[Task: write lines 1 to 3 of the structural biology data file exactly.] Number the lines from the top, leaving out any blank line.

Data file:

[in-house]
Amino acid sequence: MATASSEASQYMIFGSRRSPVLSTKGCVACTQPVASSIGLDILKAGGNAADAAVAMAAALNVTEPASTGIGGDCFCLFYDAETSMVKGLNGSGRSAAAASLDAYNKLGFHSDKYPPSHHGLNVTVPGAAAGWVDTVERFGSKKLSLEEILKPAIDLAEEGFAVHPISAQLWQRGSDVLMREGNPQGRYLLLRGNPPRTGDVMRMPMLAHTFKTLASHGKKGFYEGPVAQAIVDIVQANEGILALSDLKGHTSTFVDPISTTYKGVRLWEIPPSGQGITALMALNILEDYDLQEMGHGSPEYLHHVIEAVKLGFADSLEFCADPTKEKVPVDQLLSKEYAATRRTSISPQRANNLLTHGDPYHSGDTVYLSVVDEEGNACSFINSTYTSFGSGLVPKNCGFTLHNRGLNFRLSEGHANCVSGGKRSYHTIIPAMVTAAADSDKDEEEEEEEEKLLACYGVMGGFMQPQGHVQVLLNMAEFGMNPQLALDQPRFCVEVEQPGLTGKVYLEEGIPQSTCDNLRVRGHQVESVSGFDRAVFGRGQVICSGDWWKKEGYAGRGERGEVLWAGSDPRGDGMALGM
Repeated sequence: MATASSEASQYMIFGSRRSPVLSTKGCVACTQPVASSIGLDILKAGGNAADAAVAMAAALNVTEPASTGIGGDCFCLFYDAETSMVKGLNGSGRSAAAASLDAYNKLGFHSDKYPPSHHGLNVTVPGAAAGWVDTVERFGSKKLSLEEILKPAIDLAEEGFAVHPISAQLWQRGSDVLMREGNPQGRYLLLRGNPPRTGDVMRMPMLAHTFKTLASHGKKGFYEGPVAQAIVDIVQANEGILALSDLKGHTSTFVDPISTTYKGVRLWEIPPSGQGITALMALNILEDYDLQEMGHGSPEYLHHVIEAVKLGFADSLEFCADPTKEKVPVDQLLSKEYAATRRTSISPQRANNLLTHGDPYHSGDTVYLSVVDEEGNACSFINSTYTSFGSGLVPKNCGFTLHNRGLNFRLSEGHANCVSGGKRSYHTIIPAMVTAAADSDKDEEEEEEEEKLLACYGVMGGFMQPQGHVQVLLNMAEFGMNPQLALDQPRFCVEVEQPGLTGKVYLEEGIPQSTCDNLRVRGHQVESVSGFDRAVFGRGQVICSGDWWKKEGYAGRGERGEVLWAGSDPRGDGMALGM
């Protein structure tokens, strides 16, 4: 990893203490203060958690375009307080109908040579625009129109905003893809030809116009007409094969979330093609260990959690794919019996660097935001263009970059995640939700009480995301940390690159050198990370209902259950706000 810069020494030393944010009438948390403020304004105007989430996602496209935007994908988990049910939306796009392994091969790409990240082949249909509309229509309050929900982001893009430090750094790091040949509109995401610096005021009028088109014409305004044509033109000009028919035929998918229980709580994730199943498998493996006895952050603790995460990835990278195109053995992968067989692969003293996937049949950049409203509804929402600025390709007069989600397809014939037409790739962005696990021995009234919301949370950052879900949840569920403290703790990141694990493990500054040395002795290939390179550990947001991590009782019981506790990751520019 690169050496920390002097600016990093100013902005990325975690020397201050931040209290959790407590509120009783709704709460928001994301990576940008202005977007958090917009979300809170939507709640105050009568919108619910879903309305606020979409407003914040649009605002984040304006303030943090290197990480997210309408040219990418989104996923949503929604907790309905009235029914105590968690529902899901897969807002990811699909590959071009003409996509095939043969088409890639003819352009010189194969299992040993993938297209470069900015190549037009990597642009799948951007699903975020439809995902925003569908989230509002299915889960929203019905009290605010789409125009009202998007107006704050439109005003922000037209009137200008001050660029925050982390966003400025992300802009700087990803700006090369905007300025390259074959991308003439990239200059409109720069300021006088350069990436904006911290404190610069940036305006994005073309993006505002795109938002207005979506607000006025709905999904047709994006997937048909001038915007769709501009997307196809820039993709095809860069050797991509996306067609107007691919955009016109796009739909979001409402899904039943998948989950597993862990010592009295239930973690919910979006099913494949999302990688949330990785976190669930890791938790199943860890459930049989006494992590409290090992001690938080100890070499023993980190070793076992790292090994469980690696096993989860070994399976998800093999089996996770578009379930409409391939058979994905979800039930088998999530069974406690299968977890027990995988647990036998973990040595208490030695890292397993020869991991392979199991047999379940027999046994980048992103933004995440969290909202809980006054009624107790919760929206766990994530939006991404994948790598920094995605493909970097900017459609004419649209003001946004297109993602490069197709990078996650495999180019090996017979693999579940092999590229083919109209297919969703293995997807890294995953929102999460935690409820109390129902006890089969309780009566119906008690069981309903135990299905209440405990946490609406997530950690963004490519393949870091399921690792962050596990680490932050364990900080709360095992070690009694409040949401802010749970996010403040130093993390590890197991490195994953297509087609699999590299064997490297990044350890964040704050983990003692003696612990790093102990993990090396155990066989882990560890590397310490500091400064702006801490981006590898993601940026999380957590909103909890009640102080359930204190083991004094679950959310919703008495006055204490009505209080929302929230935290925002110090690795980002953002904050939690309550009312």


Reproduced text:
[in-house]
Amino acid sequence: MATASSEASQYMIFGSRRSPVLSTKGCVACTQPVASSIGLDILKAGGNAADAAVAMAAALNVTEPASTGIGGDCFCLFYDAETSMVKGLNGSGRSAAAASLDAYNKLGFHSDKYPPSHHGLNVTVPGAAAGWVDTVERFGSKKLSLEEILKPAIDLAEEGFAVHPISAQLWQRGSDVLMREGNPQGRYLLLRGNPPRTGDVMRMPMLAHTFKTLASHGKKGFYEGPVAQAIVDIVQANEGILALSDLKGHTSTFVDPISTTYKGVRLWEIPPSGQGITALMALNILEDYDLQEMGHGSPEYLHHVIEAVKLGFADSLEFCADPTKEKVPVDQLLSKEYAATRRTSISPQRANNLLTHGDPYHSGDTVYLSVVDEEGNACSFINSTYTSFGSGLVPKNCGFTLHNRGLNFRLSEGHANCVSGGKRSYHTIIPAMVTAAADSDKDEEEEEEEEKLLACYGVMGGFMQPQGHVQVLLNMAEFGMNPQLALDQPRFCVEVEQPGLTGKVYLEEGIPQSTCDNLRVRGHQVESVSGFDRAVFGRGQVICSGDWWKKEGYAGRGERGEVLWAGSDPRGDGMALGM
Repeated sequence: MATASSEASQYMIFGSRRSPVLSTKGCVACTQPVASSIGLDILKAGGNAADAAVAMAAALNVTEPASTGIGGDCFCLFYDAETSMVKGLNGSGRSAAAASLDAYNKLGFHSDKYPPSHHGLNVTVPGAAAGWVDTVERFGSKKLSLEEILKPAIDLAEEGFAVHPISAQLWQRGSDVLMREGNPQGRYLLLRGNPPRTGDVMRMPMLAHTFKTLASHGKKGFYEGPVAQAIVDIVQANEGILALSDLKGHTSTFVDPISTTYKGVRLWEIPPSGQGITALMALNILEDYDLQEMGHGSPEYLHHVIEAVKLGFADSLEFCADPTKEKVPVDQLLSKEYAATRRTSISPQRANNLLTHGDPYHSGDTVYLSVVDEEGNACSFINSTYTSFGSGLVPKNCGFTLHNRGLNFRLSEGHANCVSGGKRSYHTIIPAMVTAAADSDKDEEEEEEEEKLLACYGVMGGFMQPQGHVQVLLNMAEFGMNPQLALDQPRFCVEVEQPGLTGKVYLEEGIPQSTCDNLRVRGHQVESVSGFDRAVFGRGQVICSGDWWKKEGYAGRGERGEVLWAGSDPRGDGMALGM